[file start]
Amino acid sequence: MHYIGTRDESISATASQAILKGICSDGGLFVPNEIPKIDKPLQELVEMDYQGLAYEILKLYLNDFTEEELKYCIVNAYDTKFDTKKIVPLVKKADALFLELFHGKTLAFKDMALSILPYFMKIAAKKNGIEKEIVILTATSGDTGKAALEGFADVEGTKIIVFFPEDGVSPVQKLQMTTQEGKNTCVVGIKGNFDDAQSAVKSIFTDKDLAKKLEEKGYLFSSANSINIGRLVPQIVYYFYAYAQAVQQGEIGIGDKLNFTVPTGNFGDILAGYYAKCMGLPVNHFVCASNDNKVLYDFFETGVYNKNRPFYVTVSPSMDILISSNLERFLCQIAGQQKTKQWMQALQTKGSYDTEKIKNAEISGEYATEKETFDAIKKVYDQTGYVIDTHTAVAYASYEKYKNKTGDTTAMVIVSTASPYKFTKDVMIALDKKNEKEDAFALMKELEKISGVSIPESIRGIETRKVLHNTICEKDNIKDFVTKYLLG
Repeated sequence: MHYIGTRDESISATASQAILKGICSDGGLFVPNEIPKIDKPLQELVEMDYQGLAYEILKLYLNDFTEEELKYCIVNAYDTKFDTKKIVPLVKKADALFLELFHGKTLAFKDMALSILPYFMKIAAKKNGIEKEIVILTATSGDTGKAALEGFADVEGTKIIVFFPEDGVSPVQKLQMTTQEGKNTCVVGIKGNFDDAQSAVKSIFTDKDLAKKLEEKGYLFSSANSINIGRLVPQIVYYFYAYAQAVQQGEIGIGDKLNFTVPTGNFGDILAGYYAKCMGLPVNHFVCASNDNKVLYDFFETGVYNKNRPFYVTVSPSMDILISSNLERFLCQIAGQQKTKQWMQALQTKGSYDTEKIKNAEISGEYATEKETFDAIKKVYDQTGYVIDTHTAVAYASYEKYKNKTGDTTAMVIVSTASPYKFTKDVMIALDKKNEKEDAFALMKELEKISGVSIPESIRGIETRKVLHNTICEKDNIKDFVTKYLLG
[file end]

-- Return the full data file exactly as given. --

Amino acid sequence: MHYIGTRDESISATASQAILKGICSDGGLFVPNEIPKIDKPLQELVEMDYQGLAYEILKLYLNDFTEEELKYCIVNAYDTKFDTKKIVPLVKKADALFLELFHGKTLAFKDMALSILPYFMKIAAKKNGIEKEIVILTATSGDTGKAALEGFADVEGTKIIVFFPEDGVSPVQKLQMTTQEGKNTCVVGIKGNFDDAQSAVKSIFTDKDLAKKLEEKGYLFSSANSINIGRLVPQIVYYFYAYAQAVQQGEIGIGDKLNFTVPTGNFGDILAGYYAKCMGLPVNHFVCASNDNKVLYDFFETGVYNKNRPFYVTVSPSMDILISSNLERFLCQIAGQQKTKQWMQALQTKGSYDTEKIKNAEISGEYATEKETFDAIKKVYDQTGYVIDTHTAVAYASYEKYKNKTGDTTAMVIVSTASPYKFTKDVMIALDKKNEKEDAFALMKELEKISGVSIPESIRGIETRKVLHNTICEKDNIKDFVTKYLLG
Repeated sequence: MHYIGTRDESISATASQAILKGICSDGGLFVPNEIPKIDKPLQELVEMDYQGLAYEILKLYLNDFTEEELKYCIVNAYDTKFDTKKIVPLVKKADALFLELFHGKTLAFKDMALSILPYFMKIAAKKNGIEKEIVILTATSGDTGKAALEGFADVEGTKIIVFFPEDGVSPVQKLQMTTQEGKNTCVVGIKGNFDDAQSAVKSIFTDKDLAKKLEEKGYLFSSANSINIGRLVPQIVYYFYAYAQAVQQGEIGIGDKLNFTVPTGNFGDILAGYYAKCMGLPVNHFVCASNDNKVLYDFFETGVYNKNRPFYVTVSPSMDILISSNLERFLCQIAGQQKTKQWMQALQTKGSYDTEKIKNAEISGEYATEKETFDAIKKVYDQTGYVIDTHTAVAYASYEKYKNKTGDTTAMVIVSTASPYKFTKDVMIALDKKNEKEDAFALMKELEKISGVSIPESIRGIETRKVLHNTICEKDNIKDFVTKYLLG